Many repair shops report that the pandemic has caused a lot of strain on their business. While some report that requests for service are high, other shops have struggled to adjust to safe ways to operate. Pro-right to repair people are increasing pressure on Google to resume repair shop advertising. 

It's critical to end this restriction. We must ensure a fair market for independent repair, which is a tool for consumer to cuts costs and reduce waste. 

Pennsylvania bill on Right to Repair picks up more support

Pennsylvania state Rep. Austin Davis announced the new Pennsylvania Right to Repair bill in April, and the measure has already attracted significant support. Right to Repair has been endorsed by PennLive.com and the Pittsburgh Post-Gazette, and 16 bipartisan cosponsors

Stay tuned

We are releasing a new study on medical device repair restriction in early July, and are gearing up for new yet-to-be announced efforts.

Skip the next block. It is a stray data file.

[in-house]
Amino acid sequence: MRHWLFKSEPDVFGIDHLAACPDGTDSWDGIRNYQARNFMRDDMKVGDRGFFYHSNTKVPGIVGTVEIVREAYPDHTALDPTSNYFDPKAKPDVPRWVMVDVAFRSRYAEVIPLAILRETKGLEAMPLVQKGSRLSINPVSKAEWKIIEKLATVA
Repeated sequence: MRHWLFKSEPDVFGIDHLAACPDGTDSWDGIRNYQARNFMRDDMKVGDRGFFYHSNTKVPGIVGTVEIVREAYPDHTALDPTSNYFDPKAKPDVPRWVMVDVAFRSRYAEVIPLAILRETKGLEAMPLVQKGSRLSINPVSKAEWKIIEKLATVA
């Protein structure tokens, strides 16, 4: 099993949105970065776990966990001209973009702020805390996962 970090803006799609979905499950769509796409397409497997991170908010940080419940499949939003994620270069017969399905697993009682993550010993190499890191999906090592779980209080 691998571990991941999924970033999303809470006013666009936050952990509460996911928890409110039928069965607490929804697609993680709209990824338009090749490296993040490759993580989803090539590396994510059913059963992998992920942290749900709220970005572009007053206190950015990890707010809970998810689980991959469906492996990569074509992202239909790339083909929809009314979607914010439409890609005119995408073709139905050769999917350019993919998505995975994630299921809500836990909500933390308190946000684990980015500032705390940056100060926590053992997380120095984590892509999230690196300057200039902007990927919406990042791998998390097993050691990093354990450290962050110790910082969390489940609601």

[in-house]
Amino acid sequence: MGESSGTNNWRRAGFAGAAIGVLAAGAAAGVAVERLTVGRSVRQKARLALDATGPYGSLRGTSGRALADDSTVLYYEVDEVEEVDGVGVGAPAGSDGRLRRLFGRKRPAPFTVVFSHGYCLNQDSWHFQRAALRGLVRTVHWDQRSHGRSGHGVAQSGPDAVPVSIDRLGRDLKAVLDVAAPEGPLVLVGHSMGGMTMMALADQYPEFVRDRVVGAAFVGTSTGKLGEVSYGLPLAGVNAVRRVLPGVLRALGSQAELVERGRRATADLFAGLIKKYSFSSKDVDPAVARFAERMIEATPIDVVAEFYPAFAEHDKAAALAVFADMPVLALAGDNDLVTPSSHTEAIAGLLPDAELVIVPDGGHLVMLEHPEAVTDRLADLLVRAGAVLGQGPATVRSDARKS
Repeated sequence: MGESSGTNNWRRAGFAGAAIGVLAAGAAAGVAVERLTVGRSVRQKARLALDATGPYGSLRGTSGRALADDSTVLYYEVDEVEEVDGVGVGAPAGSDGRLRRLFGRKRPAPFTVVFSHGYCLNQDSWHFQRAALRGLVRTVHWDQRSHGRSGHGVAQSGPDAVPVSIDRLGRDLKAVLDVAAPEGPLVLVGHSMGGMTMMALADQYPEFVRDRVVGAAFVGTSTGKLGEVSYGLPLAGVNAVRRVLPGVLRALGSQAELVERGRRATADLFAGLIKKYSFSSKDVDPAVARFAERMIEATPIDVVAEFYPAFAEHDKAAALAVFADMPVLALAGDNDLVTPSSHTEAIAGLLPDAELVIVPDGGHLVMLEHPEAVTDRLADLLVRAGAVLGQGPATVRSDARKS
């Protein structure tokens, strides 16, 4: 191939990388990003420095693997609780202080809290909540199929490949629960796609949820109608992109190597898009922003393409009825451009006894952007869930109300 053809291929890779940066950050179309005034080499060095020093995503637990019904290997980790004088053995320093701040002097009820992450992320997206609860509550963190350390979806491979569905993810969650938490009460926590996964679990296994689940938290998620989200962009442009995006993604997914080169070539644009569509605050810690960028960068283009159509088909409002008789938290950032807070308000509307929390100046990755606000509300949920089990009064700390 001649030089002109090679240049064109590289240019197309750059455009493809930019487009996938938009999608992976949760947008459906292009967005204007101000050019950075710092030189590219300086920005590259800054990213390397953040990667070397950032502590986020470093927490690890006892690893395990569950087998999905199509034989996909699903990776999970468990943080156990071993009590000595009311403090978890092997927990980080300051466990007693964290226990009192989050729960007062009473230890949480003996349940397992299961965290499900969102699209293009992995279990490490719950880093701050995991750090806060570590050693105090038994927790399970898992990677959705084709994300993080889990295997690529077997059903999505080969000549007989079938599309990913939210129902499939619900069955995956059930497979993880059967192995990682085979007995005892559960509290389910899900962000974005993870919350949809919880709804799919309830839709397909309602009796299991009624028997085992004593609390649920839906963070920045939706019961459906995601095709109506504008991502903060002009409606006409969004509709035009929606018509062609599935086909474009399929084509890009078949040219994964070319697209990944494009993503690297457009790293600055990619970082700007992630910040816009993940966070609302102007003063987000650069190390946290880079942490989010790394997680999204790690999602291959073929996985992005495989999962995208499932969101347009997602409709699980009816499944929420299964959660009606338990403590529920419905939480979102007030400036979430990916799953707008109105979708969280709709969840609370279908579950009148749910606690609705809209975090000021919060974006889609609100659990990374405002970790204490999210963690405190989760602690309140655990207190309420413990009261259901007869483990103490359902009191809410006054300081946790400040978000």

Nathan Proctor
Director, Campaign for the Right to Repair

Author: Nathan Proctor

Director, Campaign for the Right to Repair

(857) 413-2534

Started on staff: 2005
B.A., Tufts University

Nathan leads U.S. PIRG’s Right to Repair campaign, working to pass legislation that will prevent companies from blocking consumers’ ability to fix their own electronics. In 2009, while working with the network’s Digital Team, he mobilized so many people to deliver online comments to then-California Gov. Arnold Schwarzenegger in opposition to cuts to the state parks budget that they crashed the governor’s email servers. Nathan lives in Arlington, Mass., with his wife and two children.